Gibson isn't complaining about the challenge, however. A native West Virginia with a work ethic that meets challenges head on, the former defensive back knows that the best way to rebuild the secondary is to have daily competition – along with daily improvement. It's also not as if the cupboard is bare, either. WVU has some players with experience, and also will look to some incoming freshmen to help in certain situations. However, Gibson knows that he will have to move quickly to meld all those pieces into a cohesive unit.
Building that group falls into three phases: spring practice, summer workouts and fall camp. We caught up with Gibson, who has been on the road recruiting for much of time since the end of spring drills, to get his assessment of where the secondary stands following the spring.
First, the good news.
"I think we can win with Quinton Andrews and Abraham Jones at free safety, said Gibson, who, like many, was impressed with the speed at which Andrews plays. "They both stepped up in the spring and did a good job."
Jones likewise improved, likely due to the challenge provided by Andrews, who turned heads during his redshirt season a year ago. Together, the pair should be a solid duo in the back of the West Virginia defense.
While the situation isn't as good at cornerback (those are the spots Gibson was referring to when he talked about work still to be done), he does think his troops have the talent to become effective players. It's simply that the progression hasn't gone as quickly as he would like.
"At the corner spots, Larry Williams and Antonio Lewis give us some good experience coming back," said the Van, W. Va. native. "Vaughn Rivers coming back over from offense helps out some too. He can play either side [boundary corner or field corner], and that helps. Kent Richardson is coming along too, but he still needs to get some work.
"We aren't where we need to be at this point," Gibson analyzed. "We aren't ready to be conference champs or meet our goals at those spots. I think if they continue to get better and build on what they did in the spring we will be all right, but there's still work to be done. I think the product we put out there on September 2nd will be pretty good."
While coaches hope for a steady progression from their charges, things don't always work out that way. Big leaps in productivity can be followed by a case of the doldrums, where little improvement is seen. Such was the case for West Virginia this spring, but Gibson believes he has pinpointed the cause of the uneven period.
"I think early on in the spring we got better every day for the first four or five practices, but then we kind of leveled off. I think that was due to throwing a lot of stuff at them at one time, and I think that hurt their learning process a little bit. They started making mistakes they weren't making the first few days," he noted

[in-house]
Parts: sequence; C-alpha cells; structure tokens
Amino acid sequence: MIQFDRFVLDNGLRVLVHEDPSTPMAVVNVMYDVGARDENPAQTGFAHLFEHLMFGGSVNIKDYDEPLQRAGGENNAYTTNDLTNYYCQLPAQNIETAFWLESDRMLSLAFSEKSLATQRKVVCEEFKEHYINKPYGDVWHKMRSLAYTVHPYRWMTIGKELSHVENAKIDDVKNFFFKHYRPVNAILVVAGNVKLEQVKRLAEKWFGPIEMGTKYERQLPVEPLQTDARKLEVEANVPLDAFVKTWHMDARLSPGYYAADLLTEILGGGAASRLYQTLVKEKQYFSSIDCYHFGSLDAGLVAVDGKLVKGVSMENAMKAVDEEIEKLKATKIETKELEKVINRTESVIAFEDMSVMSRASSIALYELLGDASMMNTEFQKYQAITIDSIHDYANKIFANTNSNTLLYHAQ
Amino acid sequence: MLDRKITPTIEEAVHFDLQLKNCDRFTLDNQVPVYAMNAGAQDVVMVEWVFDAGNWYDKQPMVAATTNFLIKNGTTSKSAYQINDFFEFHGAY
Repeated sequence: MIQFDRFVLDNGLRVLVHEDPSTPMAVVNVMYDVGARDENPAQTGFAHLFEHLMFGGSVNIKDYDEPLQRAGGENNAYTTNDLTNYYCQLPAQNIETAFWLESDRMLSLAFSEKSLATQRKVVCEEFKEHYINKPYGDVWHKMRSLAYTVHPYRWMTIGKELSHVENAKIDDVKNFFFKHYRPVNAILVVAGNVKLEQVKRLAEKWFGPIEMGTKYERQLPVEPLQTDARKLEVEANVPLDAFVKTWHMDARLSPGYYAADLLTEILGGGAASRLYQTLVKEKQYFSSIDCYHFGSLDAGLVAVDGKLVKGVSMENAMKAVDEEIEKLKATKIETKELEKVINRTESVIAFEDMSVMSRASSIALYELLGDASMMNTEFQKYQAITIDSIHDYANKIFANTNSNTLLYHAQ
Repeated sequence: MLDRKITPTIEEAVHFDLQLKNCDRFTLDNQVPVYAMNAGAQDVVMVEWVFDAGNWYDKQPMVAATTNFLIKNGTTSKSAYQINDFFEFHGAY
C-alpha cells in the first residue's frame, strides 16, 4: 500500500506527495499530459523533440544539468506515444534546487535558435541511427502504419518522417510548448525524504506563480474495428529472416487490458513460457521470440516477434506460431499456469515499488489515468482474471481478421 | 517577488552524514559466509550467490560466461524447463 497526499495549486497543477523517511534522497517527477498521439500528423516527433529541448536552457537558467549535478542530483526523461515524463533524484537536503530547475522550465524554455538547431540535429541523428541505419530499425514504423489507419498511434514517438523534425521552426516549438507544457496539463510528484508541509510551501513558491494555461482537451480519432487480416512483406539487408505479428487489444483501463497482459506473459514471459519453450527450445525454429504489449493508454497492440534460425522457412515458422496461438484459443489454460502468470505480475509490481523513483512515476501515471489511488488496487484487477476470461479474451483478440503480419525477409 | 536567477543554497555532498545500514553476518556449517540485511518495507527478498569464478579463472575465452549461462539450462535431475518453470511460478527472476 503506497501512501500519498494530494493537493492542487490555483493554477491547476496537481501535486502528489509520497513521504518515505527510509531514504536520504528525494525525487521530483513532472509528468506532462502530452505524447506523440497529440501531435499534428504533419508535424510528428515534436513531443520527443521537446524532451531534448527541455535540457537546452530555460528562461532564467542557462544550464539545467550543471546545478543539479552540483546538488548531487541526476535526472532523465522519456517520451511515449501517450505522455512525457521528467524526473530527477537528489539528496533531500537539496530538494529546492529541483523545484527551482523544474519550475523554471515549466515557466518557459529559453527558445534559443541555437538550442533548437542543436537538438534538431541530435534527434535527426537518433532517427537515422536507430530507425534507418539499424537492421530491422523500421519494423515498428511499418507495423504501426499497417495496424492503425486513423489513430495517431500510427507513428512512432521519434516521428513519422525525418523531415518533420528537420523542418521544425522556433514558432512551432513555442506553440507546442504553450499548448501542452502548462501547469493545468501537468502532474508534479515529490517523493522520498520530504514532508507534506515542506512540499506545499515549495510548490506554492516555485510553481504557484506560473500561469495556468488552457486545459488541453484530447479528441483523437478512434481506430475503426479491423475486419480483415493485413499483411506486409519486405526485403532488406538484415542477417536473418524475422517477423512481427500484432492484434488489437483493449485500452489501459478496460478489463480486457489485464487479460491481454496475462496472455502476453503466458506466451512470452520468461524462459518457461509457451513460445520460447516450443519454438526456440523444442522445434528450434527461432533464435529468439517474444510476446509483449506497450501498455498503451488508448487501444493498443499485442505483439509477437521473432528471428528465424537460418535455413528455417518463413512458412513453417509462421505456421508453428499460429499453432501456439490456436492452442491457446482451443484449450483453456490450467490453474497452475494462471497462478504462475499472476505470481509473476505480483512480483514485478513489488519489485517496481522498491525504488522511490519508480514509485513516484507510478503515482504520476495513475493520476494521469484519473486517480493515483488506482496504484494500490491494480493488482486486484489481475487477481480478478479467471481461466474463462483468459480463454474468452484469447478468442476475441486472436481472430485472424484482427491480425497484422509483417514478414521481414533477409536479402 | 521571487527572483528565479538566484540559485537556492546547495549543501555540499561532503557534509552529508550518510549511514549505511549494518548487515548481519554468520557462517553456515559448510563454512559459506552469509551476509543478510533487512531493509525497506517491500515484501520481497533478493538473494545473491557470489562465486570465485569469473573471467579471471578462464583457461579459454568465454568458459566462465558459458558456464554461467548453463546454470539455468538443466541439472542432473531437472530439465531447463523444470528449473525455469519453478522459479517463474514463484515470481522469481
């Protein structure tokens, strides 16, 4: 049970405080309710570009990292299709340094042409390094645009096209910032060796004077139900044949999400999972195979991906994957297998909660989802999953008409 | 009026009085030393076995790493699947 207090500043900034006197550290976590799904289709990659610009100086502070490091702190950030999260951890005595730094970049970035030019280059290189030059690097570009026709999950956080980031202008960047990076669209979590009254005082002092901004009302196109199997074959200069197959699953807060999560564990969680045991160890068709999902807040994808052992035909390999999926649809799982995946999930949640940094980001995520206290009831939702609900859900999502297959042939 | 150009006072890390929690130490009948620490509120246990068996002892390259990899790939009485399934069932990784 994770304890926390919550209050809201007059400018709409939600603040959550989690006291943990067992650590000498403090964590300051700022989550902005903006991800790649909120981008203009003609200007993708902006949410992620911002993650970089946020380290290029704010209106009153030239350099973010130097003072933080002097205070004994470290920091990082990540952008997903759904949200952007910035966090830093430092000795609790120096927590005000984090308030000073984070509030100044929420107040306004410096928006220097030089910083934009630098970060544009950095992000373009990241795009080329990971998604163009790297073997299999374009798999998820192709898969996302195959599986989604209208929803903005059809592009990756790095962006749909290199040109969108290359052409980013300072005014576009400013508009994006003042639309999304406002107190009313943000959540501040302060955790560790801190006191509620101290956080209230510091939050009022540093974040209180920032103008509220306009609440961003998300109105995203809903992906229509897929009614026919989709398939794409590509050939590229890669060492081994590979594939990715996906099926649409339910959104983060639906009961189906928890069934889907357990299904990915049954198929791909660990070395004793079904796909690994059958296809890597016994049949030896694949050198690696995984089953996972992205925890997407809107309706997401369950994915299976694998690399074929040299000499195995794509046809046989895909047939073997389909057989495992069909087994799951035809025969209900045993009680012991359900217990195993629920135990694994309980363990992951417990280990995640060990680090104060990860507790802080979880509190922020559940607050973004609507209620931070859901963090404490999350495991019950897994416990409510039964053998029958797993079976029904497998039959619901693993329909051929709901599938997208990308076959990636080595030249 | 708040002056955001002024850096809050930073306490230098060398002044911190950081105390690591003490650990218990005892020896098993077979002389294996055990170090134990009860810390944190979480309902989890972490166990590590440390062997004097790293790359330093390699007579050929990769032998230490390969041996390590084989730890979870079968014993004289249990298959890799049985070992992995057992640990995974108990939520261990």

Now it's on to the second phase – a time when Gibson won't be able to evaluate the improvements his charges make. NCAA rules prohibit coaches from being on the field, or even watching, workouts over the summer, so Gibson will be a bit in the dark as to what the secondary has accomplished until they reassemble for the first day of fall practice. That puts the onus on team leaders to organize and run drills, and ensure that everyone is executing correctly. While it's a frustrating time for coaches, who can't be involved, it's also a valuable one in terms of improvement.
"There's no question players can get a lot better in the summer," Gibson noted. The secondary guys can improve just like the offensive skill guys in the summer. They will be out there working in one on one and skelly every day. We're not allowed to be there, but we have some leaders out there that will make sure the right things get done.
"Now it's time for some new guys to come up and fill the role that a guy like Jahmile Addae did. He was a guy who did a lot of great things for us on and off the field. Larry Williams, Antonio Lewis, Abraham Jones – those guys have to take charge now."
When phase three begins this fall, Gibson hopes that a natural selection process will have identified some new leaders in the secondary, and that all of his players will be ready to put together all the different coverages and schemes he began installing over the spring. However, he will also have to work in the incoming freshmen, one or more of which could challenge for some playing time.
"The young kids coming in – Greg Davis, Boogie Allen and Robert Williams – we'll try to work them in on third down packages first," explained Gibson. "We can teach them one or two things to do on those coverages, maybe man and one zone coverage, and spoon feed them to get them into the flow. That's what we did with Antonio Lewis his first year, too. Then, as they get more confidence and we get confident in what they can do, then they can play a lot more."